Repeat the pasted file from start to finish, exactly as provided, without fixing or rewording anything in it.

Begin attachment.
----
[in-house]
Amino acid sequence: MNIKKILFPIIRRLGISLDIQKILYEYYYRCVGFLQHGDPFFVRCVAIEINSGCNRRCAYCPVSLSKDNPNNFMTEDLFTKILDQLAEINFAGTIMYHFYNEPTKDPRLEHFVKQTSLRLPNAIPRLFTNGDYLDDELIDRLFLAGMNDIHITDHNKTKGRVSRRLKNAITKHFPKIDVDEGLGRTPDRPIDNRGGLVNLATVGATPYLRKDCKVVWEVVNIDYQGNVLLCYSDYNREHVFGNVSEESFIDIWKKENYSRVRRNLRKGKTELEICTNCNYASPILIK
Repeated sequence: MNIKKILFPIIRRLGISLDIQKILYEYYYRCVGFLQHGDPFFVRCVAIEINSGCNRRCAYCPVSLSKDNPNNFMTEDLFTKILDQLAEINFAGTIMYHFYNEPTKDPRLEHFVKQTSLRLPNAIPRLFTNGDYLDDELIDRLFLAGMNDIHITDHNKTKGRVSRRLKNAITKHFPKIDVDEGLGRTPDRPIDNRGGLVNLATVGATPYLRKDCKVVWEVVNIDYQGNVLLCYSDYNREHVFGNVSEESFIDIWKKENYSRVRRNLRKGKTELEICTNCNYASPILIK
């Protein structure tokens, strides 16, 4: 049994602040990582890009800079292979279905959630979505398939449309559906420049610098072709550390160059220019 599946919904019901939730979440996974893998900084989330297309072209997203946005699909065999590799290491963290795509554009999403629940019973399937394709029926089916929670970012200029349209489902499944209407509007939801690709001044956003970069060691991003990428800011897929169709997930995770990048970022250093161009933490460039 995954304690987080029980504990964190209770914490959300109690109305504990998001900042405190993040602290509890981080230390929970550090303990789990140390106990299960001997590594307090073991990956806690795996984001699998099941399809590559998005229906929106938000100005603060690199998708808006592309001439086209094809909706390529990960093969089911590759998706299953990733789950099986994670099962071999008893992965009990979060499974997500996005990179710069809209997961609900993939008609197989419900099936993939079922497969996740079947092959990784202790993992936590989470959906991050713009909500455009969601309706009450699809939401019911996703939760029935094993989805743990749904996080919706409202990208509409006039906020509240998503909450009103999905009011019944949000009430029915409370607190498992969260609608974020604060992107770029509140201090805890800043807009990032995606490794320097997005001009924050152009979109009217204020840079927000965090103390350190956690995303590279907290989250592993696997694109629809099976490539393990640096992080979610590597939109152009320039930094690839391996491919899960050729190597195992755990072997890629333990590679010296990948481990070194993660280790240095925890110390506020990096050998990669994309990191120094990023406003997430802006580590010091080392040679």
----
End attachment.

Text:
[in-house]
Amino acid sequence: MNIKKILFPIIRRLGISLDIQKILYEYYYRCVGFLQHGDPFFVRCVAIEINSGCNRRCAYCPVSLSKDNPNNFMTEDLFTKILDQLAEINFAGTIMYHFYNEPTKDPRLEHFVKQTSLRLPNAIPRLFTNGDYLDDELIDRLFLAGMNDIHITDHNKTKGRVSRRLKNAITKHFPKIDVDEGLGRTPDRPIDNRGGLVNLATVGATPYLRKDCKVVWEVVNIDYQGNVLLCYSDYNREHVFGNVSEESFIDIWKKENYSRVRRNLRKGKTELEICTNCNYASPILIK
Repeated sequence: MNIKKILFPIIRRLGISLDIQKILYEYYYRCVGFLQHGDPFFVRCVAIEINSGCNRRCAYCPVSLSKDNPNNFMTEDLFTKILDQLAEINFAGTIMYHFYNEPTKDPRLEHFVKQTSLRLPNAIPRLFTNGDYLDDELIDRLFLAGMNDIHITDHNKTKGRVSRRLKNAITKHFPKIDVDEGLGRTPDRPIDNRGGLVNLATVGATPYLRKDCKVVWEVVNIDYQGNVLLCYSDYNREHVFGNVSEESFIDIWKKENYSRVRRNLRKGKTELEICTNCNYASPILIK
């Protein structure tokens, strides 16, 4: 049994602040990582890009800079292979279905959630979505398939449309559906420049610098072709550390160059220019 599946919904019901939730979440996974893998900084989330297309072209997203946005699909065999590799290491963290795509554009999403629940019973399937394709029926089916929670970012200029349209489902499944209407509007939801690709001044956003970069060691991003990428800011897929169709997930995770990048970022250093161009933490460039 995954304690987080029980504990964190209770914490959300109690109305504990998001900042405190993040602290509890981080230390929970550090303990789990140390106990299960001997590594307090073991990956806690795996984001699998099941399809590559998005229906929106938000100005603060690199998708808006592309001439086209094809909706390529990960093969089911590759998706299953990733789950099986994670099962071999008893992965009990979060499974997500996005990179710069809209997961609900993939008609197989419900099936993939079922497969996740079947092959990784202790993992936590989470959906991050713009909500455009969601309706009450699809939401019911996703939760029935094993989805743990749904996080919706409202990208509409006039906020509240998503909450009103999905009011019944949000009430029915409370607190498992969260609608974020604060992107770029509140201090805890800043807009990032995606490794320097997005001009924050152009979109009217204020840079927000965090103390350190956690995303590279907290989250592993696997694109629809099976490539393990640096992080979610590597939109152009320039930094690839391996491919899960050729190597195992755990072997890629333990590679010296990948481990070194993660280790240095925890110390506020990096050998990669994309990191120094990023406003997430802006580590010091080392040679």